Kris Demeanor is a Canadian songwriter.
Mad Max weather
When Calgarians helped their mud-covered neighbours last week, myself among them, they waded into three unspoken rivers: the energy of carbon emissions long spent; the chronicles of extreme weather foretold; and an untenable level of provincial unpreparedness (when flood warnings arrive six hours after the evacuation order, as they did in Canmore, you don't know if you are living a comedy or a tragedy).
Now, Alberta, as every Canadian knows, is something of an expert on producing atmospheric warming emissions. We make a formidable contribution to the economic forces undermining the energy balance of our climate, a global commons. The oil sands, for example, remains Canada's fastest-growing source of carbon emissions. And the expression "tar sands karma" came up in several flooded households.
Now for the repeated warnings. A small mountain of academic papers and government reports has said that climate change could turn the west, already an extreme geography, into an unpredictable soap opera. The climate that gave us regular seasons, dependable snow melt, the insurance of glaciers as well as reliable rainfall will be replaced with a new sort of anarchy – "droughts of longer duration and greater frequency, as well as unusual wet periods and flooding." Insects will munch our forests and 100-year flood events will become routine visitors. Alberta has tellingly experienced two record floods since 2005.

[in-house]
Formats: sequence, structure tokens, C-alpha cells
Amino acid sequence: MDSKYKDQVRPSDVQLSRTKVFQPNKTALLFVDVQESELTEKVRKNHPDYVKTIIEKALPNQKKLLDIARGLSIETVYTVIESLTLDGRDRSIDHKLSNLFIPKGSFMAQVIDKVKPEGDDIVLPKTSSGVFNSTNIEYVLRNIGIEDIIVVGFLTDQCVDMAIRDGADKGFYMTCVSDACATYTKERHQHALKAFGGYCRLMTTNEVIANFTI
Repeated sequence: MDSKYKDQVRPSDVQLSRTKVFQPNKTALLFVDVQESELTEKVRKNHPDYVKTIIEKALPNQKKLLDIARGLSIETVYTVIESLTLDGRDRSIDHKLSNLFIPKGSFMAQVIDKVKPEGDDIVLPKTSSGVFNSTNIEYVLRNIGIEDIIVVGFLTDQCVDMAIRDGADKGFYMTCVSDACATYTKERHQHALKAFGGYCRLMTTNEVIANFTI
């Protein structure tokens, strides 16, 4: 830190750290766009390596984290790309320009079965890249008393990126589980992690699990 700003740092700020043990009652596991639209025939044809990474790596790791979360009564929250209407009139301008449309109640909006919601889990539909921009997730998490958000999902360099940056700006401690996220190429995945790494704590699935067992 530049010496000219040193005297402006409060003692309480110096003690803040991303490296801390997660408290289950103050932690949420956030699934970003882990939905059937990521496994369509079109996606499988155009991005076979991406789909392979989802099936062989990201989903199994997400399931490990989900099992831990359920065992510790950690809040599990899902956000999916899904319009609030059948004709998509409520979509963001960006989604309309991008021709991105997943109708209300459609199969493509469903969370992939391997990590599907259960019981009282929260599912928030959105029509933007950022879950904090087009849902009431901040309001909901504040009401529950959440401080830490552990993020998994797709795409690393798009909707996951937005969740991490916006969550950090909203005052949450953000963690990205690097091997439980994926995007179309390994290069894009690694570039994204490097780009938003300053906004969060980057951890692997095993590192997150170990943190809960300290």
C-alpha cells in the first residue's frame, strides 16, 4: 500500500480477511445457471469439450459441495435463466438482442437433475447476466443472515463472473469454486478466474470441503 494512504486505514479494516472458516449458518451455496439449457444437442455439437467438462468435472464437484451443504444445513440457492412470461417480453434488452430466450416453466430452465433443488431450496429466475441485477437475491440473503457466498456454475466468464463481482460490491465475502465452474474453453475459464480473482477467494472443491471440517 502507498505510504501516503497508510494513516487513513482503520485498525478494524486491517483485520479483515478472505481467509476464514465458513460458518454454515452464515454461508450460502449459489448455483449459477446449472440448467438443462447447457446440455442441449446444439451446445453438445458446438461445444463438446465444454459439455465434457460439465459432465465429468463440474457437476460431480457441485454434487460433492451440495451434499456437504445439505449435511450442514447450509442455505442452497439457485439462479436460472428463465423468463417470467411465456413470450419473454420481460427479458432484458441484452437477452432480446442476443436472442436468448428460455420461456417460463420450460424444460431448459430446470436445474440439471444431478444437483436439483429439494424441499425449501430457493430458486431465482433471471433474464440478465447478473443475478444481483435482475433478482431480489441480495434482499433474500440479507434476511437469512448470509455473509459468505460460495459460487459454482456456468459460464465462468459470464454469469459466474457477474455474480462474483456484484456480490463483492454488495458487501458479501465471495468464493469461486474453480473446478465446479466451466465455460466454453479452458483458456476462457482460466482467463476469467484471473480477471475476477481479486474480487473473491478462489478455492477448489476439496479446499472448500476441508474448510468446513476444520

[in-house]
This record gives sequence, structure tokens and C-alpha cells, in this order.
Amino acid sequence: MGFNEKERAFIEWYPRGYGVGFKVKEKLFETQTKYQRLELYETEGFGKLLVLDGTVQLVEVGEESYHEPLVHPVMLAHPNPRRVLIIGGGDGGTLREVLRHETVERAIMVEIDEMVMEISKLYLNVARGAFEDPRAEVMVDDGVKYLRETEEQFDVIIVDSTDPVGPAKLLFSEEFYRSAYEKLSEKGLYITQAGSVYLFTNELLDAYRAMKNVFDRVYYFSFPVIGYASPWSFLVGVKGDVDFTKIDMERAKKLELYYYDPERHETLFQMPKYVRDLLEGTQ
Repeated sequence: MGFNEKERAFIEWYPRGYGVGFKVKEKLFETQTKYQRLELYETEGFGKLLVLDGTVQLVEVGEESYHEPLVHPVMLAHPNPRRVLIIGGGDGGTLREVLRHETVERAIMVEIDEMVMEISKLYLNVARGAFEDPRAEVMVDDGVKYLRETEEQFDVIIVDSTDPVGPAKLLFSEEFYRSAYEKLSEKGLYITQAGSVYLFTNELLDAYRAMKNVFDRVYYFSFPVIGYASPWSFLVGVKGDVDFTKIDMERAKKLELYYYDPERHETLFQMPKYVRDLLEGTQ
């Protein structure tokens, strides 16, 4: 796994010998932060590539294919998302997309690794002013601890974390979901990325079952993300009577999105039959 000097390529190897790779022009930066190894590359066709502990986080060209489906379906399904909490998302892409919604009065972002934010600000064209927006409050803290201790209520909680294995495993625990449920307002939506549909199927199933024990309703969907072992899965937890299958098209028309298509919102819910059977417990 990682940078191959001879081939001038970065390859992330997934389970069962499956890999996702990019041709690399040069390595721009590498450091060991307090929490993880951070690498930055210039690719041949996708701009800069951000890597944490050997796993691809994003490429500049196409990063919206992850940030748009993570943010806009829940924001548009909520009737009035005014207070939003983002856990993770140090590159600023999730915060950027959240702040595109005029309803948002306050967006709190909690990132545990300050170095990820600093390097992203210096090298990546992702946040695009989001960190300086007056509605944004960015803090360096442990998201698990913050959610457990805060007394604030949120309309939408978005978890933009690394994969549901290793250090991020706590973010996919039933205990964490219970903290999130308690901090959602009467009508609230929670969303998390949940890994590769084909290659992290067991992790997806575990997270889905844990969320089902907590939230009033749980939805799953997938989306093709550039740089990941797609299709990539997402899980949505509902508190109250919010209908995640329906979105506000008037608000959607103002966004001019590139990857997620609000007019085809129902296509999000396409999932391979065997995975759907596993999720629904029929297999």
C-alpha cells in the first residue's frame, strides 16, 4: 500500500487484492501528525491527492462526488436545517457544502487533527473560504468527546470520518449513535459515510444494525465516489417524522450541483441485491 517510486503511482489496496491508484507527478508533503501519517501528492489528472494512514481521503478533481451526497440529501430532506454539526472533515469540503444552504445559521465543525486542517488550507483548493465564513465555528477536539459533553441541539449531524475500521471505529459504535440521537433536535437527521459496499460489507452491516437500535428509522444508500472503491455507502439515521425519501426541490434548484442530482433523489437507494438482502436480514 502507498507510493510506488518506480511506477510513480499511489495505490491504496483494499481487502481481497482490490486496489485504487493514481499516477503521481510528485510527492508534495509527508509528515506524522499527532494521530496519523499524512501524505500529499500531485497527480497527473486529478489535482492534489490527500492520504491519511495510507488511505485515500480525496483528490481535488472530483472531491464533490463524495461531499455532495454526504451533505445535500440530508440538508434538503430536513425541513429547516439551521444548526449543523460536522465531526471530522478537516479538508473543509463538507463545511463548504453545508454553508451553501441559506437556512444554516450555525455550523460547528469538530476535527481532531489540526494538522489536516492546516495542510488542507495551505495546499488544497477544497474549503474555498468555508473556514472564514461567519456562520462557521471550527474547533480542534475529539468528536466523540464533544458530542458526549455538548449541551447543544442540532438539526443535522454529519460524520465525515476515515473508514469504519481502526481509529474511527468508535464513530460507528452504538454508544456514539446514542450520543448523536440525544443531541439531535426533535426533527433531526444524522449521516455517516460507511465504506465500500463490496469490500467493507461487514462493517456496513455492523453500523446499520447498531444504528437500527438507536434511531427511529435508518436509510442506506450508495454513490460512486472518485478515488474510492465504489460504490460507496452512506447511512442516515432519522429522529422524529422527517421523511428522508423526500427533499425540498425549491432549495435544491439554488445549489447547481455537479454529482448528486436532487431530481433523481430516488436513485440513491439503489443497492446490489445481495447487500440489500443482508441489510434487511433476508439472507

But these studies, all ignored or denied, do not really capture the reality of the thing. They lack the deep emotion that a flooded family home invokes. A twisted suspension bridge speaks of loss much more strongly than an academic paper on extreme rainfall. And none deliver the visceral hit to the senses that a yard full of soaked paintings and photographs delivers. Believe me: Climate change collides into your life like a traffic accident and leaves you breathless. And then, like an alcoholic parent, it promises a string of unending tragedies.
A grand flood wipes away memories and communities as surely as it changes the course of rivers and the sides of mountains. It may wake us from our collective denial or it may not. But I know this: Climate change is now eroding civilization as surely as it has changed my beloved city.
Andrew Nikiforuk is as a long-time resident of Calgary, writer and contributing editor for the Tyee.